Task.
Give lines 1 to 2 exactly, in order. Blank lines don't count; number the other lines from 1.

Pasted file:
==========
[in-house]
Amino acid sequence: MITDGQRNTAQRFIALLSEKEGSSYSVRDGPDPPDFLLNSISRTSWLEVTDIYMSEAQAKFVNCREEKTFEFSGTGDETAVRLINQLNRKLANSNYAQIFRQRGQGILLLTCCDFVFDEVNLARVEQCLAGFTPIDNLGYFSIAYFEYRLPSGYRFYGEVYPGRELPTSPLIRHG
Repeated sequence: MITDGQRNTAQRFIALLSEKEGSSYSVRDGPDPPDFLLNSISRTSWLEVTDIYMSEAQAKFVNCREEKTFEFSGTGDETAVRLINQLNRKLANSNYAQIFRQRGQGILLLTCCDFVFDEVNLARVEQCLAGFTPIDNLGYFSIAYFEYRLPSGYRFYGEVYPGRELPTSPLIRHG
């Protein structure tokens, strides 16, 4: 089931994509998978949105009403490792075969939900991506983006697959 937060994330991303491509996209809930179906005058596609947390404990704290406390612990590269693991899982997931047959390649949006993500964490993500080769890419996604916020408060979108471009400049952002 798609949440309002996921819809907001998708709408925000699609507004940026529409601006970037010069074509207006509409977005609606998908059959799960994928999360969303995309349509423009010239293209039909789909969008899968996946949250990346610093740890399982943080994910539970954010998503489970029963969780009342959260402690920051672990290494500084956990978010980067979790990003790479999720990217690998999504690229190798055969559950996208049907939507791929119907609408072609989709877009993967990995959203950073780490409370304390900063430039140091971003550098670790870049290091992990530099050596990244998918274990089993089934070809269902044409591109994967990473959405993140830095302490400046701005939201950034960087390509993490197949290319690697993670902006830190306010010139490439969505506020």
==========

[in-house]
Amino acid sequence: MITDGQRNTAQRFIALLSEKEGSSYSVRDGPDPPDFLLNSISRTSWLEVTDIYMSEAQAKFVNCREEKTFEFSGTGDETAVRLINQLNRKLANSNYAQIFRQRGQGILLLTCCDFVFDEVNLARVEQCLAGFTPIDNLGYFSIAYFEYRLPSGYRFYGEVYPGRELPTSPLIRHG